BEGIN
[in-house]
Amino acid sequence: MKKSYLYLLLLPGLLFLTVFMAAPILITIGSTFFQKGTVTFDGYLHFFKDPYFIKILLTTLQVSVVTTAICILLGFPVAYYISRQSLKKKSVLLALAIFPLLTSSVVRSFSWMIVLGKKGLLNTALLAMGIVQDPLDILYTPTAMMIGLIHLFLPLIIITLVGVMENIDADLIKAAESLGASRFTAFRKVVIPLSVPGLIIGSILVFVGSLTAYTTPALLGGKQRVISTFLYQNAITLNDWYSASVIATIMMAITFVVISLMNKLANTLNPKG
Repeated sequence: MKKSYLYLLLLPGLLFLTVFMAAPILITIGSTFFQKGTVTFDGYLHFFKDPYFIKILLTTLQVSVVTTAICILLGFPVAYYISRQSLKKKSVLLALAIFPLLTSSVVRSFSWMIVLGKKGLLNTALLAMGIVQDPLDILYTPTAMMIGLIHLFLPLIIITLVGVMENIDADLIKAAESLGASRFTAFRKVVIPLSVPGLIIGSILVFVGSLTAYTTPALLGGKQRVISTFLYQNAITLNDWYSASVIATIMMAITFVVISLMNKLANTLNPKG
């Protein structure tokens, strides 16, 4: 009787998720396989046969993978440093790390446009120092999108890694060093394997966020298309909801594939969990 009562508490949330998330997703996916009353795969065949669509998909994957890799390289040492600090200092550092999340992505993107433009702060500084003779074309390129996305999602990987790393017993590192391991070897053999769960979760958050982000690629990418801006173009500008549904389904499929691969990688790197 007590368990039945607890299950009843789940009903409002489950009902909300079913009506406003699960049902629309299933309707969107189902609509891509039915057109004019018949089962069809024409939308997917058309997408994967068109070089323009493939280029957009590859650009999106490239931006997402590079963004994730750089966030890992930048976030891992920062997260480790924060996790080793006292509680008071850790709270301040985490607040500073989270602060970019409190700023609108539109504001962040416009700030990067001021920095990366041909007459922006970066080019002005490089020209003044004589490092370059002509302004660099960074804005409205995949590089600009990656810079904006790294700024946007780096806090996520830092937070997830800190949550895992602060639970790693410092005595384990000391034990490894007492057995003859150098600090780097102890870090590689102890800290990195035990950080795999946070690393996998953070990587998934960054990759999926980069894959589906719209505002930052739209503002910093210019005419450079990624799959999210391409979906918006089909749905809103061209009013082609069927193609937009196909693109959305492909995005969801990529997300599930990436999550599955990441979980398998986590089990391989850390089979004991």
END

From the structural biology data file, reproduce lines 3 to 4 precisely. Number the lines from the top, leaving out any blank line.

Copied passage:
Repeated sequence: MKKSYLYLLLLPGLLFLTVFMAAPILITIGSTFFQKGTVTFDGYLHFFKDPYFIKILLTTLQVSVVTTAICILLGFPVAYYISRQSLKKKSVLLALAIFPLLTSSVVRSFSWMIVLGKKGLLNTALLAMGIVQDPLDILYTPTAMMIGLIHLFLPLIIITLVGVMENIDADLIKAAESLGASRFTAFRKVVIPLSVPGLIIGSILVFVGSLTAYTTPALLGGKQRVISTFLYQNAITLNDWYSASVIATIMMAITFVVISLMNKLANTLNPKG
């Protein structure tokens, strides 16, 4: 009787998720396989046969993978440093790390446009120092999108890694060093394997966020298309909801594939969990 009562508490949330998330997703996916009353795969065949669509998909994957890799390289040492600090200092550092999340992505993107433009702060500084003779074309390129996305999602990987790393017993590192391991070897053999769960979760958050982000690629990418801006173009500008549904389904499929691969990688790197 007590368990039945607890299950009843789940009903409002489950009902909300079913009506406003699960049902629309299933309707969107189902609509891509039915057109004019018949089962069809024409939308997917058309997408994967068109070089323009493939280029957009590859650009999106490239931006997402590079963004994730750089966030890992930048976030891992920062997260480790924060996790080793006292509680008071850790709270301040985490607040500073989270602060970019409190700023609108539109504001962040416009700030990067001021920095990366041909007459922006970066080019002005490089020209003044004589490092370059002509302004660099960074804005409205995949590089600009990656810079904006790294700024946007780096806090996520830092937070997830800190949550895992602060639970790693410092005595384990000391034990490894007492057995003859150098600090780097102890870090590689102890800290990195035990950080795999946070690393996998953070990587998934960054990759999926980069894959589906719209505002930052739209503002910093210019005419450079990624799959999210391409979906918006089909749905809103061209009013082609069927193609937009196909693109959305492909995005969801990529997300599930990436999550599955990441979980398998986590089990391989850390089979004991």